Fine dining is, to some degree, all about the experience. You come in, you sit down with your group, you talk, you laugh, you have a cocktail and an appetizer, you’re served a great entree, you share a dessert and coffee, and then you chat as the waiter takes care of the bill. But that experience can always be improved — by all parties involved. Diners want ease and a nice flow, and restaurants want to turn tables.
Credit card companies understand these twin desires and want to speed up and smoothen the whole billing process by ensuring your check is paid without any wait. How that manifests is still up for conversation — it might be an app that takes your credit card once you walk in the door or a device that you place your phone on after eating. The one getting the most attention at the moment is Barclaycard’s perhaps inelegantly named “Dine And Dash,” but all of these “pay at the table” systems are roughly what they sound like. You fire up an app, a device on the table interacts with it, and you just order, eat, and when you’re done, leave. You can split the bill, leave a tip, and do all the other financial bits involved in hitting a restaurant.
In terms of execution, this whole idea is pretty neat and it makes a lot of sense in many restaurant situations. If you’re in an airport, or grabbing a quick bite before a movie, of course you don’t want to wait around for a waiter. The appeal to restaurants, beyond nabbing would-be check-ditchers, is, as we mentioned: Turnover. The restaurant game is ultimately about getting butts into and out of seats as quickly as reasonably possible. Anything that shaves a few minutes off your turnover time, or for that matter leaves waitstaff free to do their jobs instead of poking at a POS system (where often POS has a dual meaning) is welcome, at least on the surface.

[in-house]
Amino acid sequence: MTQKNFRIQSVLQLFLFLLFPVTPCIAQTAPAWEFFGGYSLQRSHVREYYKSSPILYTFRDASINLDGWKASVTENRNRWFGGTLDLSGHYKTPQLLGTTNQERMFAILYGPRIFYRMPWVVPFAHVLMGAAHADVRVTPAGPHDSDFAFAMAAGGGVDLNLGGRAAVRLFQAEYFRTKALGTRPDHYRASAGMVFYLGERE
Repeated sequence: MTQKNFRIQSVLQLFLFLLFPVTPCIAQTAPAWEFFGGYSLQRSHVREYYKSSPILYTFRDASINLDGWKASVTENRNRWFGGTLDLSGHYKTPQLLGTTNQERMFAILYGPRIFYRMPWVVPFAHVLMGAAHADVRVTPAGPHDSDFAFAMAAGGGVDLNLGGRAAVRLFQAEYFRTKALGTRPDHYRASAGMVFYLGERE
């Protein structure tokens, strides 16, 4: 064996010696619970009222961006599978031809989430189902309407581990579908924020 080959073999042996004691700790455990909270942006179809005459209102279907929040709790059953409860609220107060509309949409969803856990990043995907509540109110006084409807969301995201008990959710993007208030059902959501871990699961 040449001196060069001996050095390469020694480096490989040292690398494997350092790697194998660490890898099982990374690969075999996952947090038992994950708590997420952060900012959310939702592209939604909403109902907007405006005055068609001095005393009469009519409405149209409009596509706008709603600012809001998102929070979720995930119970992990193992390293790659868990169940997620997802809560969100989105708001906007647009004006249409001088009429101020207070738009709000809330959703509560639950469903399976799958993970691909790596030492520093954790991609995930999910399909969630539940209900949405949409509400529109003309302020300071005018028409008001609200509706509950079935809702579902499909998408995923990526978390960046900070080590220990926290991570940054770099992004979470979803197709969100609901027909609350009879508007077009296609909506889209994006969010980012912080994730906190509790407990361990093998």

But the flipside is that these apps — which are surely inevitiable — also speed up a relatively unhurried island of time in our days. There are places that you can eat that are little more than biological gas stations, of course. And it’s fair to argue nobody goes to some chain restaurants looking for an exquisite dining experience, no matter how you feel about endless apps and margaritas. But at the same time, part of the fun of sitting down to eat is spending time with friends, talking about the day, and stepping away from the endless flow of information and demands on our time. Lingering a little is nice and who wouldn’t feel pressure to get moving once the light goes green? (Yes, there’s literally a beacon on the table announcing that you’re done with your meal.)
As a rule, more efficiency is a good thing. We want to be able to square away that urgent email while on the go, to know what the weather is just by asking a talking hockey puck, to have the things that don’t matter automated out of our lives so we can focus on the things that do. But efficiency isn’t always a good thing. Not everything needs to have the bare minimum of time and attention dedicated to it. We need to ask ourselves what we value when we go out.
If we know going to a restaurant that we’ll just end with us being rushed out the door, why bother in the first place?